Student Activism: How Can You Make a Difference?

Back to Article
Back to Article

Student Activism: How Can You Make a Difference?

Hang on for a minute...we're trying to find some more stories you might like.


Email This Story






In the wake of Parkland, how can we as teenagers maintain our political activism?

America has a long and varied history of movements led by young people bringing significant change. In the past, young people have spearheaded protests for LGBT rights, civil rights, child labor laws, and more, and now with the current unrest over guns, we are in the spotlight once more.

Student activists have always been met with criticism and controversy. We are too young to vote, which limits our political power and brings doubt to our critics. Although many of our protests continue, many critics of student activism insist that teenagers are too distractible to protest continuously. In America’s current political climate, the only way we can disrupt these criticisms is to prove them wrong. How can we maintain our drive to protest, as stories of student activism rotate out of the news cycle, and our voices are silenced by out of touch politicians?

Educate yourself and others

While admittedly complicated, political engagement as a teenager is necessary to fully understand the political word as a voting adult. In a free democracy, citizens have a civil responsibility to educate themselves on the ins and outs of their government; how could you cast a well-informed vote as an eighteen year old if you didn’t tune into politics for the previous seventeen years? It can be as simple as downloading a new app on your phone or just listening to the news on the radio. As you become more informed about issues you care about, initiate conversations with peers. The more political discussions are normalized, the more progress we can make.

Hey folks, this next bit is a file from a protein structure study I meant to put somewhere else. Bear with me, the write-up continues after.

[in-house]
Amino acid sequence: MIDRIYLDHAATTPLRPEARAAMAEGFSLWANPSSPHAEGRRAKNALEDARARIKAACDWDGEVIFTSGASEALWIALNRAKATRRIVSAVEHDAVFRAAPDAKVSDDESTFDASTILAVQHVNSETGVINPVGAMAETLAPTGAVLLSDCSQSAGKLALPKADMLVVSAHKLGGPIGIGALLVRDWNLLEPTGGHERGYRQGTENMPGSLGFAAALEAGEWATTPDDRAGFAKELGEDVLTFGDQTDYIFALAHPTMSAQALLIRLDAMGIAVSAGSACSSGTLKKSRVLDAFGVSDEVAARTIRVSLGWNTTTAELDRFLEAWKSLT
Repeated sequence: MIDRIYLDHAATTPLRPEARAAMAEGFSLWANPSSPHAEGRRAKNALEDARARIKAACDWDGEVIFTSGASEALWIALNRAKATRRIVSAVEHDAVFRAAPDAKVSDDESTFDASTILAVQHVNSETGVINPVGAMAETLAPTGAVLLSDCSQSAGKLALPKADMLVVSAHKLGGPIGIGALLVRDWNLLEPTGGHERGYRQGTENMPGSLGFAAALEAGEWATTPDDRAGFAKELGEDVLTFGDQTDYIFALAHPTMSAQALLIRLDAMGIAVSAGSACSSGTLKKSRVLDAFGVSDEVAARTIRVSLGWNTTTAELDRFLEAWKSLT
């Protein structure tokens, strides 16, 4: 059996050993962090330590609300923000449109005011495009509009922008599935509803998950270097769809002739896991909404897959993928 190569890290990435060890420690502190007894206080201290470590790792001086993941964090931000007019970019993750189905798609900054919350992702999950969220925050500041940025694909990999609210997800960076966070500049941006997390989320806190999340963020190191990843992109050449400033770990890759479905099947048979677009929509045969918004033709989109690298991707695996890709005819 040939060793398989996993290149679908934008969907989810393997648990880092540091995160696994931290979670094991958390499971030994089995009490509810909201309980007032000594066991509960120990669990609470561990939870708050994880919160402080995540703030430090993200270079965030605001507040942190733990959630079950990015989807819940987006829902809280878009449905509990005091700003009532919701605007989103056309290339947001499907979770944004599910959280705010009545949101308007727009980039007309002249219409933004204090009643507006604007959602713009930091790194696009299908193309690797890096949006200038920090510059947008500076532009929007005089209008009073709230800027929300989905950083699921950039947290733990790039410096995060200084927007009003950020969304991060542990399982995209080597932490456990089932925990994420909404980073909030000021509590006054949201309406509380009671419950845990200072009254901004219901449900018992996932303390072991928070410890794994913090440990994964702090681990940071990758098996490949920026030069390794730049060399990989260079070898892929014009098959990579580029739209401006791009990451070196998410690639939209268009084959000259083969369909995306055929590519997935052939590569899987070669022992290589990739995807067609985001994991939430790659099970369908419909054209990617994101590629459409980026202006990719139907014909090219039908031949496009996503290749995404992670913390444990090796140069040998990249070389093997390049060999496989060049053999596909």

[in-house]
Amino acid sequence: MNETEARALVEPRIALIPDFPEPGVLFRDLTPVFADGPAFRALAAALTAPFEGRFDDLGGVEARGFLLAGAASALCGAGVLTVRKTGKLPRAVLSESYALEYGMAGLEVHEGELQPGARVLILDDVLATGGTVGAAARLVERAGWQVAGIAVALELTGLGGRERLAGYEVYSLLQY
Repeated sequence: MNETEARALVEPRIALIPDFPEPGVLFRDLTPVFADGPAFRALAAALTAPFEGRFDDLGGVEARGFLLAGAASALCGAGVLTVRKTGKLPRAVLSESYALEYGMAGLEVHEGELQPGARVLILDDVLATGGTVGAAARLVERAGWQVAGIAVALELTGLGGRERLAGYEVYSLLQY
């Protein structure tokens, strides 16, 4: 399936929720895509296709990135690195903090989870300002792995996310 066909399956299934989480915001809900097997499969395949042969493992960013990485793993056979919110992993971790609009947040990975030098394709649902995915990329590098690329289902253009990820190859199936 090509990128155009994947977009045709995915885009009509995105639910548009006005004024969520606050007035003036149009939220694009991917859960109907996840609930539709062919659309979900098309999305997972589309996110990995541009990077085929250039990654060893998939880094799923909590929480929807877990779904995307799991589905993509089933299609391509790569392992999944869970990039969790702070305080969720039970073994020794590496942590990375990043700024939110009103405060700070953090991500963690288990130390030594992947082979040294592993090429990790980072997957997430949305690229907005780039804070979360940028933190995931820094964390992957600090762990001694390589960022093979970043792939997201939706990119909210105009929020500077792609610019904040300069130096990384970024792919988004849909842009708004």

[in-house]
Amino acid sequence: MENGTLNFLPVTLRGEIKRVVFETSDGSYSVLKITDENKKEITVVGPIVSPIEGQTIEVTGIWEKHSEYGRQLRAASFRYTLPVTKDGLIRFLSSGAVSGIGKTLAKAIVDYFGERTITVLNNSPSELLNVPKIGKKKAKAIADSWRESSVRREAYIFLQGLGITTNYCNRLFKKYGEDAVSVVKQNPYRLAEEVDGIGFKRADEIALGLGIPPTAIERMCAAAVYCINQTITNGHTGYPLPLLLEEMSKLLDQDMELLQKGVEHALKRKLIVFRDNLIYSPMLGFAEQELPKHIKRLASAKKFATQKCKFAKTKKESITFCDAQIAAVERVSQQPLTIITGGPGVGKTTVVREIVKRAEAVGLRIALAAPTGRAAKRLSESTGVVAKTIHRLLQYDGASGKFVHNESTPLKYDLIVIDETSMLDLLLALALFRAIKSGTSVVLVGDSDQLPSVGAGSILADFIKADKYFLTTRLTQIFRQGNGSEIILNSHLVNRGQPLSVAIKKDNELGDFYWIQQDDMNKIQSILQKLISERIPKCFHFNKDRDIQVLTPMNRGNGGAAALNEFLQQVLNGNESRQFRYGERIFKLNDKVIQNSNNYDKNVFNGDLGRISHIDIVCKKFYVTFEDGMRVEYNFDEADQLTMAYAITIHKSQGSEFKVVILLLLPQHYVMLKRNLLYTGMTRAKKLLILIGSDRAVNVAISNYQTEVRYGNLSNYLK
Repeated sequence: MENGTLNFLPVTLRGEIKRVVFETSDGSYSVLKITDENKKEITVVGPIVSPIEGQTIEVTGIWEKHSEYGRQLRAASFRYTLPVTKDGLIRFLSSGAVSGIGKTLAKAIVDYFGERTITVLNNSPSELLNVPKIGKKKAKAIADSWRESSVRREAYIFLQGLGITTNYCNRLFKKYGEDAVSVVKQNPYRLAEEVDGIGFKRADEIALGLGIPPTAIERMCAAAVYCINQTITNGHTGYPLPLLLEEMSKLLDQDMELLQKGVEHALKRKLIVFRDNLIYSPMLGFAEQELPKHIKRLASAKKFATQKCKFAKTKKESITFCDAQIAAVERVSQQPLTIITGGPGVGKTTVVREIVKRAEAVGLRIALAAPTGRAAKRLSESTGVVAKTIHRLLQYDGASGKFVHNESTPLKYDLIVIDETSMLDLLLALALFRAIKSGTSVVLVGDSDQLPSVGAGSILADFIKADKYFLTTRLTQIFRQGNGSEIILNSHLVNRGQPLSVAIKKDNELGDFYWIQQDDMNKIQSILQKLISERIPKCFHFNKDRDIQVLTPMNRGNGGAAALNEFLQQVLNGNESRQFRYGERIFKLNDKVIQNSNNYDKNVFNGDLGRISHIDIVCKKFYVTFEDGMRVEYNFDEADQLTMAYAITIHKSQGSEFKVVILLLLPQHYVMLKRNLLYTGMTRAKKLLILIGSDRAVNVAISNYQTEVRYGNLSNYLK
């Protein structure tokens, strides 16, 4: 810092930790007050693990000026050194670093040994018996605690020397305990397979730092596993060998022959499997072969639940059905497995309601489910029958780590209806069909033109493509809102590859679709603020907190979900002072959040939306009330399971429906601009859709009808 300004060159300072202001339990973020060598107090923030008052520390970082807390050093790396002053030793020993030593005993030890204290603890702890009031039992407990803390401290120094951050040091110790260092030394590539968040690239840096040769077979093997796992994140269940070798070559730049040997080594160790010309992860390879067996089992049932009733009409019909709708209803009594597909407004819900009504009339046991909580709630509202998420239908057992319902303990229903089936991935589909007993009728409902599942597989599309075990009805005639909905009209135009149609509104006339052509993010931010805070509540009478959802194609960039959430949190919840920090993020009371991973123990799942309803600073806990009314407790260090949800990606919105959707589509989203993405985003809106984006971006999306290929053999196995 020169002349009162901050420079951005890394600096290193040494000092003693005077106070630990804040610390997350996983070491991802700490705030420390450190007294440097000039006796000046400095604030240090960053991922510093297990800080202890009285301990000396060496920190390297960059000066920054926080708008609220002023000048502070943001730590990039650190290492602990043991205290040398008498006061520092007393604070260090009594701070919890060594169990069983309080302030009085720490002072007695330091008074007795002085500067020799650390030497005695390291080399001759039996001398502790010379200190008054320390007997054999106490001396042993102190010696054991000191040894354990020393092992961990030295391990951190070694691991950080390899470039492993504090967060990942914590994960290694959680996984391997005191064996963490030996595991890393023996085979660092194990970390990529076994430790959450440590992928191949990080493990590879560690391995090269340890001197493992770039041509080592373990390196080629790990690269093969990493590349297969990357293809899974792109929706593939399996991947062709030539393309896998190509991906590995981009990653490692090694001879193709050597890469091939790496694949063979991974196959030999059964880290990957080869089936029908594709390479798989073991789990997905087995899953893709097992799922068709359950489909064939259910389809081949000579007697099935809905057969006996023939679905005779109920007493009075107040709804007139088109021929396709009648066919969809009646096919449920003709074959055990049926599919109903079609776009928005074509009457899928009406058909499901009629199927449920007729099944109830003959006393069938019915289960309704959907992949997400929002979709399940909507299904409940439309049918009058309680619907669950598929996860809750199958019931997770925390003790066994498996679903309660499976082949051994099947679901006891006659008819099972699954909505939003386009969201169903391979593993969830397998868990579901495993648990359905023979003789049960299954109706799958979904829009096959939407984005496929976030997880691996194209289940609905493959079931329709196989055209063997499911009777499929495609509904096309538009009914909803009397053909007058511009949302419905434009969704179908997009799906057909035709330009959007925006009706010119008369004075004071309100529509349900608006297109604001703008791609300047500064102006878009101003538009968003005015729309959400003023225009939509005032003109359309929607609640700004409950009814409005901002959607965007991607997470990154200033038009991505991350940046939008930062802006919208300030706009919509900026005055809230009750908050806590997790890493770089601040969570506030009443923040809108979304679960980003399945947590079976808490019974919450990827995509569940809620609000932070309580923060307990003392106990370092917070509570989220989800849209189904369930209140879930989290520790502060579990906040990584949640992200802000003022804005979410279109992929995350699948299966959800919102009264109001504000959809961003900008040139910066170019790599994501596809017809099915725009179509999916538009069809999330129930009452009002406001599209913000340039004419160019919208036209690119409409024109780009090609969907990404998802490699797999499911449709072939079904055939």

Make a difference in your community

One of the most important aspects of student advocacy is its immediate effects. With enough drive, numbers, and perseverance, students can make a real difference in their schools and greater communities. If you find yourself unsatisfied by protest alone but still want to continue your activism, there are few better ways than being active in your own school or town. Volunteer for a soup kitchen or homeless shelter. Raise money for a charity you admire. Talk to your school board to change unfair policy. Run for student government. Start a club dedicated to a cause important to you. Even simple things like writing your senator can have an impact.

Put your skills to use

Protests and activism aren’t all storming the streets and yelling into a bullhorn. There’s room for all sorts of skill sets in protests, and while there’s a time and a place for public demonstration, movements also need petitions, fundraising, networking, planning, press releases, and much, much more. If you’ve felt like you can’t contribute much to protests, try seeking a role that better suits your talents.

Engage online

Voting is one way to make your voice heard, but just because you may be too young doesn’t mean you’re silenced. The digital age has brought a new era of politics, where anyone can access an open well of information via the internet. There’s no longer any reason for people to be ignorant about social or political issues. The somewhat recent development of using social media to raise public awareness has been largely driven by young people. If you have a significant online presence, take advantage of that! Start your own awareness campaign utilizing platforms like Twitter and Instagram vessels for your message.

Demonstrate

Sometimes the best way to express your political frustration is through physical demonstration. Luckily, through coordination on social media, there’s never been a better time to protest. Meeting like-minded people in a politically-charged setting can be extremely unifying, and can help students feel like a part of a larger movement. Even if you’re unable to attend a protest away from school, you can make posters or participate in moments of silence to convey your message.

As young people, our greatest strength is our voices. We may be too young to vote now, but through our inevitable future as the next generation of voters, we hold the power of promise: If politicians don’t change their policy, we will vote them out of office as soon as we’re able. Even the youngest among us will be able to vote in several years. I guarantee that when we cast that first ballot, we won’t forget the unfair criticism and inaction we’ve been met with.